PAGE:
The Green Party and Constitution Party may appear on the November ballot. But Libertarians are likely to be left out.
The Senate State & Local Government Committee rejected a bill Tuesday that would have vastly reduced the number of signatures minor parties must collect to appear on the ballot in Tennessee. The legislation follows a series of lawsuits brought by minor parties challenging the state's current requirement that they get about 40,000 signatures (2.5 percent of the total number of ballots cast in the most recent gubernatorial election) to be recognized.
Senate Bill 1091 would have cut that number to 2,500. Senate Minority Leader Jim Kyle -- whose party is in no danger of falling off the ballot, despite its recent performance -- filed the bill and argued it was time to settle the matter.
But Republican members of the committee balked, raising objections that were philosophical (Would more parties on the ballot further coarsen political discourse?), pragmatic (Should the state get involved in an issue that's still being litigated?) or a combination of both.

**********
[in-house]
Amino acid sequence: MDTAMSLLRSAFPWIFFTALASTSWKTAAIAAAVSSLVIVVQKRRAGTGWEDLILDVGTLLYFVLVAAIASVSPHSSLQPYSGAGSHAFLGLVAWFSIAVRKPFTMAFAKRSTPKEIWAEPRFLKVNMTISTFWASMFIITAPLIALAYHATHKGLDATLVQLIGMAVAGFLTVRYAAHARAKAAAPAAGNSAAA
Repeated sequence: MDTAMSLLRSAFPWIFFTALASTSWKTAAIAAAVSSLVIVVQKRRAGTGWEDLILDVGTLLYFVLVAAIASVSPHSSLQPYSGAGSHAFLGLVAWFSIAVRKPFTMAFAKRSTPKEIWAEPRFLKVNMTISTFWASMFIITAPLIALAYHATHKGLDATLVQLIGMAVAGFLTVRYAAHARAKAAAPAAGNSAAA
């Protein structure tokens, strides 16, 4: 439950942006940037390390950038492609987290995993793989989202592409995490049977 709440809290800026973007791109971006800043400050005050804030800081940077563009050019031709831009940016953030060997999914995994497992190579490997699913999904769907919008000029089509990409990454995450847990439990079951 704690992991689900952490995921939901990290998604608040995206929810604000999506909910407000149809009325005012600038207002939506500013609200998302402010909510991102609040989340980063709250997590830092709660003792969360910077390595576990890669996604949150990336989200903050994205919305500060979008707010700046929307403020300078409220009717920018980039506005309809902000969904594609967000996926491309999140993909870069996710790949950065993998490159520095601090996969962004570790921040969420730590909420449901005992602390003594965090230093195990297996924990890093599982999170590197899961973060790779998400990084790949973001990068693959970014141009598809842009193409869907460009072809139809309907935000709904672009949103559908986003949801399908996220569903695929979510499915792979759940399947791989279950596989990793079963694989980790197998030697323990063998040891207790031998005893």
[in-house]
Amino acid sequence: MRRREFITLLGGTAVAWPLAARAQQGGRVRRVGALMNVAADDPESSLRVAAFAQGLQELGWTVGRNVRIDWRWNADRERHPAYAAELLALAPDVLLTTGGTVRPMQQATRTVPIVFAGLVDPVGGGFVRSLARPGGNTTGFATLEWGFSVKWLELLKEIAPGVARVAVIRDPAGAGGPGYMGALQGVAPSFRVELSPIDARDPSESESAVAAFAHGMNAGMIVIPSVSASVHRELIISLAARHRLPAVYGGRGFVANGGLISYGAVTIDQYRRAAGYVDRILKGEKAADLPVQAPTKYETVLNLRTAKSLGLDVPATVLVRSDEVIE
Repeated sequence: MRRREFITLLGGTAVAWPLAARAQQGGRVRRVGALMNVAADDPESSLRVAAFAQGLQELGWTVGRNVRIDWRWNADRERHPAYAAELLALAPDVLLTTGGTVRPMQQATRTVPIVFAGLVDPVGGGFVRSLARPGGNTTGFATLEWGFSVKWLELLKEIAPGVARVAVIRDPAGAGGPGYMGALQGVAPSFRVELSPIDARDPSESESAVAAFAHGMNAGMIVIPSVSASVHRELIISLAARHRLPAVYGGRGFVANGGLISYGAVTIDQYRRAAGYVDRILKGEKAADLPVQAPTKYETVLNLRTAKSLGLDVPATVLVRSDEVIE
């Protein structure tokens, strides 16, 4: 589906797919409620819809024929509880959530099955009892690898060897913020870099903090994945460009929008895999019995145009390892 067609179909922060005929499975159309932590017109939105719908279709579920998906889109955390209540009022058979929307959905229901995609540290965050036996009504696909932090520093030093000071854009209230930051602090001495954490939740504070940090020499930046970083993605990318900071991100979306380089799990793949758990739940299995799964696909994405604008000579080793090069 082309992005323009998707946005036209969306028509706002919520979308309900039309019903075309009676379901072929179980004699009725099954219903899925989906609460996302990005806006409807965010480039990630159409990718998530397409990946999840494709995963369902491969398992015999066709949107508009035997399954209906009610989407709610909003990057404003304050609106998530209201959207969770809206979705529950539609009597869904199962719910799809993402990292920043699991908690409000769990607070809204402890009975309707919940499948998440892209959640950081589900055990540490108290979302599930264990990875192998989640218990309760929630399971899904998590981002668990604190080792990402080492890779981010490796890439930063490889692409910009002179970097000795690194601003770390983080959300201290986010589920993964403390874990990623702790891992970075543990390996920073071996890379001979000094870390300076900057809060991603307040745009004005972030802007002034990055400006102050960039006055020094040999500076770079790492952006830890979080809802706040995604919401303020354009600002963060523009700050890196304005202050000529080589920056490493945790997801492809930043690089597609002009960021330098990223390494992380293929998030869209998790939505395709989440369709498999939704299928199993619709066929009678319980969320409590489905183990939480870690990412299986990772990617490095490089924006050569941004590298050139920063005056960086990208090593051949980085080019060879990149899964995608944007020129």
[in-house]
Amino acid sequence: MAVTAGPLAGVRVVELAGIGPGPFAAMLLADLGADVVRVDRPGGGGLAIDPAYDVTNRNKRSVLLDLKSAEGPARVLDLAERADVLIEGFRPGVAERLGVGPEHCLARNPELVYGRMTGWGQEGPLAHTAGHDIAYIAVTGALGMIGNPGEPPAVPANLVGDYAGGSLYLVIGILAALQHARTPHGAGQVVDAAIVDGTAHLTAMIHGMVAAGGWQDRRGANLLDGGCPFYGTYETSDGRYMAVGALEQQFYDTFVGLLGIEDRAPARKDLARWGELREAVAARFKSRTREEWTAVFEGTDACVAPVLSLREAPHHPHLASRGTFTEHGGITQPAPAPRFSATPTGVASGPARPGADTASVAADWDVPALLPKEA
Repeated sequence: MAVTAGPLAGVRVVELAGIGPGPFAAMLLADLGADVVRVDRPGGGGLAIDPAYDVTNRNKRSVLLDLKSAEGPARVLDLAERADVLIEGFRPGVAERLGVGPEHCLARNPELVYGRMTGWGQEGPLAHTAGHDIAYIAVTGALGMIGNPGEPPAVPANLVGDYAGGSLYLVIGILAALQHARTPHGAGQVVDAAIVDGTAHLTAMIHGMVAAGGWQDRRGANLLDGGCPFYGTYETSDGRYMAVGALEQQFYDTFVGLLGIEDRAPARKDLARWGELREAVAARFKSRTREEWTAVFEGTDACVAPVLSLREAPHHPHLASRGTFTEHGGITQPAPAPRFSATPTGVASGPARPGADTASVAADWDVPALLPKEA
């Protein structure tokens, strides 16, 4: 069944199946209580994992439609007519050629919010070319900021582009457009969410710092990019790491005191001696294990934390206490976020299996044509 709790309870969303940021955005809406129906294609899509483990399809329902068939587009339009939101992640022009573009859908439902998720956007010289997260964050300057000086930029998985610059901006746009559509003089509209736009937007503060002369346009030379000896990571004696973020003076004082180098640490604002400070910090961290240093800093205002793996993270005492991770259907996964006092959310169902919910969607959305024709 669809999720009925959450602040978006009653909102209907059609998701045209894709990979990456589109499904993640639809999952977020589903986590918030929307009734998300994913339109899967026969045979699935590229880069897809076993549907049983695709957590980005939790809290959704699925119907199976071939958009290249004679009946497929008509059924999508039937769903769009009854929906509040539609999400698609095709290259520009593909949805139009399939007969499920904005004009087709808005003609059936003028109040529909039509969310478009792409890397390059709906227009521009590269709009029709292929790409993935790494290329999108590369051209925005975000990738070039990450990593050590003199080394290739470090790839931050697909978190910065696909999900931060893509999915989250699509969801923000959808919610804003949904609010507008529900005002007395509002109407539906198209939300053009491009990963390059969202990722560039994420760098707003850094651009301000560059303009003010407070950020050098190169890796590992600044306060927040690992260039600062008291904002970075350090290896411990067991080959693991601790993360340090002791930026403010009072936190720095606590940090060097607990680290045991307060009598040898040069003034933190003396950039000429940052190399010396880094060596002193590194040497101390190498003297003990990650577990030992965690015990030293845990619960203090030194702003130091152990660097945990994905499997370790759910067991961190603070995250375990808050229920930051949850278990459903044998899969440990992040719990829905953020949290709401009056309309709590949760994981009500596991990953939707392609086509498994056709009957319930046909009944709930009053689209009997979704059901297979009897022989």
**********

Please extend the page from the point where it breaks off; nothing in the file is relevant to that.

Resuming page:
"I don't want to turn our elections into a mockery where we walk into the voting both and we've got 15 different parties because all we have to do is stand in front of Kroger in each of the 95 counties and get 26 signatures," said state Sen. Jack Johnson, R-Franklin.
The committee tied 3-3 on the vote, effectively bottling it up in committee. The next day, the House version was withdrawn from consideration, ending chances that it would be taken up this year.
The outcome means Libertarians -- to say nothing of the man who wants to run as Tea Party -- probably will have to run as "independents" again this fall. But members of the Green and Constitution parties might be in better shape. Last month a Nashville judge ruled in a suit brought by those two parties that the state's signature was too high.
Unless that ruling is overturned, they'll have a spot in November. State officials indicated, though, that they plan to appeal.